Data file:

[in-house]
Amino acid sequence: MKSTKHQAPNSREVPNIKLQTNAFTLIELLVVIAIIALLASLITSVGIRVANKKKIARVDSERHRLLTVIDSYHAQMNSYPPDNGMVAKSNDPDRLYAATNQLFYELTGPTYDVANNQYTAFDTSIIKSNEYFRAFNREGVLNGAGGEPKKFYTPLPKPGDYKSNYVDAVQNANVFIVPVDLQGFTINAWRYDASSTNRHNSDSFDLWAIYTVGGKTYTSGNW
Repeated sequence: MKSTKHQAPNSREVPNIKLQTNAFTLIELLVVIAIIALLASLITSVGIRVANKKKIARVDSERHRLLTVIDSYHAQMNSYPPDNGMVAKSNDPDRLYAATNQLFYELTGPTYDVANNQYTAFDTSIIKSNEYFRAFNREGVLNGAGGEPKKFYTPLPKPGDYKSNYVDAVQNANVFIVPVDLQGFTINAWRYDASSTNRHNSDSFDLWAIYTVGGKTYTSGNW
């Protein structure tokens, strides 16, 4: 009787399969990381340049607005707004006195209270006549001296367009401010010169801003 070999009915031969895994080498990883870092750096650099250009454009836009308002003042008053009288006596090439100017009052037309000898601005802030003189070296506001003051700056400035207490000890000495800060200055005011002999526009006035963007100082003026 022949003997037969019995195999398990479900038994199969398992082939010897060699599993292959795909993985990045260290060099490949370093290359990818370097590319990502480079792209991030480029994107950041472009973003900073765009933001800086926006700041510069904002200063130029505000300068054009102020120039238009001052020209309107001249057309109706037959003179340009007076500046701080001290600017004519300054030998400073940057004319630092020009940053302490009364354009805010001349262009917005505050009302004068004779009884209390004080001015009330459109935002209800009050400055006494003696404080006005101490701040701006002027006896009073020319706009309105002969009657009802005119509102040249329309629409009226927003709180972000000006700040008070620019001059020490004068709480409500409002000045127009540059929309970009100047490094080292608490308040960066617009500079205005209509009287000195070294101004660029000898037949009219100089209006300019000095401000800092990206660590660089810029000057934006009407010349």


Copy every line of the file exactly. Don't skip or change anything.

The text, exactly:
[in-house]
Amino acid sequence: MKSTKHQAPNSREVPNIKLQTNAFTLIELLVVIAIIALLASLITSVGIRVANKKKIARVDSERHRLLTVIDSYHAQMNSYPPDNGMVAKSNDPDRLYAATNQLFYELTGPTYDVANNQYTAFDTSIIKSNEYFRAFNREGVLNGAGGEPKKFYTPLPKPGDYKSNYVDAVQNANVFIVPVDLQGFTINAWRYDASSTNRHNSDSFDLWAIYTVGGKTYTSGNW
Repeated sequence: MKSTKHQAPNSREVPNIKLQTNAFTLIELLVVIAIIALLASLITSVGIRVANKKKIARVDSERHRLLTVIDSYHAQMNSYPPDNGMVAKSNDPDRLYAATNQLFYELTGPTYDVANNQYTAFDTSIIKSNEYFRAFNREGVLNGAGGEPKKFYTPLPKPGDYKSNYVDAVQNANVFIVPVDLQGFTINAWRYDASSTNRHNSDSFDLWAIYTVGGKTYTSGNW
């Protein structure tokens, strides 16, 4: 009787399969990381340049607005707004006195209270006549001296367009401010010169801003 070999009915031969895994080498990883870092750096650099250009454009836009308002003042008053009288006596090439100017009052037309000898601005802030003189070296506001003051700056400035207490000890000495800060200055005011002999526009006035963007100082003026 022949003997037969019995195999398990479900038994199969398992082939010897060699599993292959795909993985990045260290060099490949370093290359990818370097590319990502480079792209991030480029994107950041472009973003900073765009933001800086926006700041510069904002200063130029505000300068054009102020120039238009001052020209309107001249057309109706037959003179340009007076500046701080001290600017004519300054030998400073940057004319630092020009940053302490009364354009805010001349262009917005505050009302004068004779009884209390004080001015009330459109935002209800009050400055006494003696404080006005101490701040701006002027006896009073020319706009309105002969009657009802005119509102040249329309629409009226927003709180972000000006700040008070620019001059020490004068709480409500409002000045127009540059929309970009100047490094080292608490308040960066617009500079205005209509009287000195070294101004660029000898037949009219100089209006300019000095401000800092990206660590660089810029000057934006009407010349």